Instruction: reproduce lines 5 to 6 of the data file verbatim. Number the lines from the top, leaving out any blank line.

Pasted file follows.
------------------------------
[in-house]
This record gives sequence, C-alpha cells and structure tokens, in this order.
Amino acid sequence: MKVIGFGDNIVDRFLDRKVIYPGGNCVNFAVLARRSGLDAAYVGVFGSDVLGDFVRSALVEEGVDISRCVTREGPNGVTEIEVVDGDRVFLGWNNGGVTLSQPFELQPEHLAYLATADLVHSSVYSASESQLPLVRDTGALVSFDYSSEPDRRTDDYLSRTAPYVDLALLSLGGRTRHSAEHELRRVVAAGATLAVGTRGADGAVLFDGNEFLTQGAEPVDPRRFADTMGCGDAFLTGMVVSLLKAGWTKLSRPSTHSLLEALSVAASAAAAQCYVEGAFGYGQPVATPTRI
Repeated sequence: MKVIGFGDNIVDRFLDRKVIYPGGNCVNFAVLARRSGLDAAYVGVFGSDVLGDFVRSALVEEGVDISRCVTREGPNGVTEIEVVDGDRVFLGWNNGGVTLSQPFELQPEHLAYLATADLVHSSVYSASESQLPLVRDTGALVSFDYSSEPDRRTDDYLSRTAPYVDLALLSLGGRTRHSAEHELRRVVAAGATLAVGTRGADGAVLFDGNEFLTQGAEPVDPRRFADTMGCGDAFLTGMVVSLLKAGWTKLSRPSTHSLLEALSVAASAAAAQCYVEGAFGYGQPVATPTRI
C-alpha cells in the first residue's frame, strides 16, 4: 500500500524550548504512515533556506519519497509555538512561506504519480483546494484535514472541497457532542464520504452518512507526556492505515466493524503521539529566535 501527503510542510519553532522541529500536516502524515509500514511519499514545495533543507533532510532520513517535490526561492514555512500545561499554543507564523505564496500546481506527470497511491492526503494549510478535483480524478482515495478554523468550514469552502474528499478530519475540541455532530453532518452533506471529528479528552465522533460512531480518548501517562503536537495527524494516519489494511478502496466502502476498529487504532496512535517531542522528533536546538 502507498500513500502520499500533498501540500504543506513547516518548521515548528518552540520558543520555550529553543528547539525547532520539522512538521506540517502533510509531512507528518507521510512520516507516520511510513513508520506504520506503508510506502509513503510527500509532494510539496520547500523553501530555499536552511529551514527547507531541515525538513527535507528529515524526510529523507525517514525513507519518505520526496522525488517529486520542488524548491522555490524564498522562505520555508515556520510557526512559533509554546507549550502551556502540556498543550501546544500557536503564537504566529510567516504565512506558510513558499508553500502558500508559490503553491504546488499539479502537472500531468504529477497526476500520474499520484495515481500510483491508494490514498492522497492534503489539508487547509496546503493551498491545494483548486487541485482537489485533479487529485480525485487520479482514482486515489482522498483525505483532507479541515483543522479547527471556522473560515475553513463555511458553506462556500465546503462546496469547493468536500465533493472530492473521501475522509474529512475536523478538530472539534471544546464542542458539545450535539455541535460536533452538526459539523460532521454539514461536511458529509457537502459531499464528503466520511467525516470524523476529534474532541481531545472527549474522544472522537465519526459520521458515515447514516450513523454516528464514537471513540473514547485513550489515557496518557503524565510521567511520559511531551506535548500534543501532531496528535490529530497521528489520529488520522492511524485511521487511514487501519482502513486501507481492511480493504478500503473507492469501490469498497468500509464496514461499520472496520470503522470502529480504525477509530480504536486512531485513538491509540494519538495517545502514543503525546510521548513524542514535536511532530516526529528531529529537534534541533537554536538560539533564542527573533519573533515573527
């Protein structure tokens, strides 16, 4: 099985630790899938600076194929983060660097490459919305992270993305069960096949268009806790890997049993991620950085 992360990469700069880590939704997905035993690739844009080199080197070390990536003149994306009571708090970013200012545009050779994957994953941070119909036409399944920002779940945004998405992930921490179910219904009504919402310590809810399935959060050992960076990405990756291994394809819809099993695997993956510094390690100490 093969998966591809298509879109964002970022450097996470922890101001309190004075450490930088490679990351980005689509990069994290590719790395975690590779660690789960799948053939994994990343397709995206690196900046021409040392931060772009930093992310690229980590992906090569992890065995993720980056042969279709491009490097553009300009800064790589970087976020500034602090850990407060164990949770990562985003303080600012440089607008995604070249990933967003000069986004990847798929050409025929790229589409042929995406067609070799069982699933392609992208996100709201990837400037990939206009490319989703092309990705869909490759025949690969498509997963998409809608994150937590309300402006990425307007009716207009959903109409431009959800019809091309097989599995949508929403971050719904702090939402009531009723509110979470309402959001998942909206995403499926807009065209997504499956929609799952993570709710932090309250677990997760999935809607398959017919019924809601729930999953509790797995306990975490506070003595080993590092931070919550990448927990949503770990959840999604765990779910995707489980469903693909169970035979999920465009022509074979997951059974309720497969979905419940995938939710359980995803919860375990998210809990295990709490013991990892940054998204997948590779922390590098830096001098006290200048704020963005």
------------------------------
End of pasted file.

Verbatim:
C-alpha cells in the first residue's frame, strides 16, 4: 500500500524550548504512515533556506519519497509555538512561506504519480483546494484535514472541497457532542464520504452518512507526556492505515466493524503521539529566535 501527503510542510519553532522541529500536516502524515509500514511519499514545495533543507533532510532520513517535490526561492514555512500545561499554543507564523505564496500546481506527470497511491492526503494549510478535483480524478482515495478554523468550514469552502474528499478530519475540541455532530453532518452533506471529528479528552465522533460512531480518548501517562503536537495527524494516519489494511478502496466502502476498529487504532496512535517531542522528533536546538 502507498500513500502520499500533498501540500504543506513547516518548521515548528518552540520558543520555550529553543528547539525547532520539522512538521506540517502533510509531512507528518507521510512520516507516520511510513513508520506504520506503508510506502509513503510527500509532494510539496520547500523553501530555499536552511529551514527547507531541515525538513527535507528529515524526510529523507525517514525513507519518505520526496522525488517529486520542488524548491522555490524564498522562505520555508515556520510557526512559533509554546507549550502551556502540556498543550501546544500557536503564537504566529510567516504565512506558510513558499508553500502558500508559490503553491504546488499539479502537472500531468504529477497526476500520474499520484495515481500510483491508494490514498492522497492534503489539508487547509496546503493551498491545494483548486487541485482537489485533479487529485480525485487520479482514482486515489482522498483525505483532507479541515483543522479547527471556522473560515475553513463555511458553506462556500465546503462546496469547493468536500465533493472530492473521501475522509474529512475536523478538530472539534471544546464542542458539545450535539455541535460536533452538526459539523460532521454539514461536511458529509457537502459531499464528503466520511467525516470524523476529534474532541481531545472527549474522544472522537465519526459520521458515515447514516450513523454516528464514537471513540473514547485513550489515557496518557503524565510521567511520559511531551506535548500534543501532531496528535490529530497521528489520529488520522492511524485511521487511514487501519482502513486501507481492511480493504478500503473507492469501490469498497468500509464496514461499520472496520470503522470502529480504525477509530480504536486512531485513538491509540494519538495517545502514543503525546510521548513524542514535536511532530516526529528531529529537534534541533537554536538560539533564542527573533519573533515573527
């Protein structure tokens, strides 16, 4: 099985630790899938600076194929983060660097490459919305992270993305069960096949268009806790890997049993991620950085 992360990469700069880590939704997905035993690739844009080199080197070390990536003149994306009571708090970013200012545009050779994957994953941070119909036409399944920002779940945004998405992930921490179910219904009504919402310590809810399935959060050992960076990405990756291994394809819809099993695997993956510094390690100490 093969998966591809298509879109964002970022450097996470922890101001309190004075450490930088490679990351980005689509990069994290590719790395975690590779660690789960799948053939994994990343397709995206690196900046021409040392931060772009930093992310690229980590992906090569992890065995993720980056042969279709491009490097553009300009800064790589970087976020500034602090850990407060164990949770990562985003303080600012440089607008995604070249990933967003000069986004990847798929050409025929790229589409042929995406067609070799069982699933392609992208996100709201990837400037990939206009490319989703092309990705869909490759025949690969498509997963998409809608994150937590309300402006990425307007009716207009959903109409431009959800019809091309097989599995949508929403971050719904702090939402009531009723509110979470309402959001998942909206995403499926807009065209997504499956929609799952993570709710932090309250677990997760999935809607398959017919019924809601729930999953509790797995306990975490506070003595080993590092931070919550990448927990949503770990959840999604765990779910995707489980469903693909169970035979999920465009022509074979997951059974309720497969979905419940995938939710359980995803919860375990998210809990295990709490013991990892940054998204997948590779922390590098830096001098006290200048704020963005």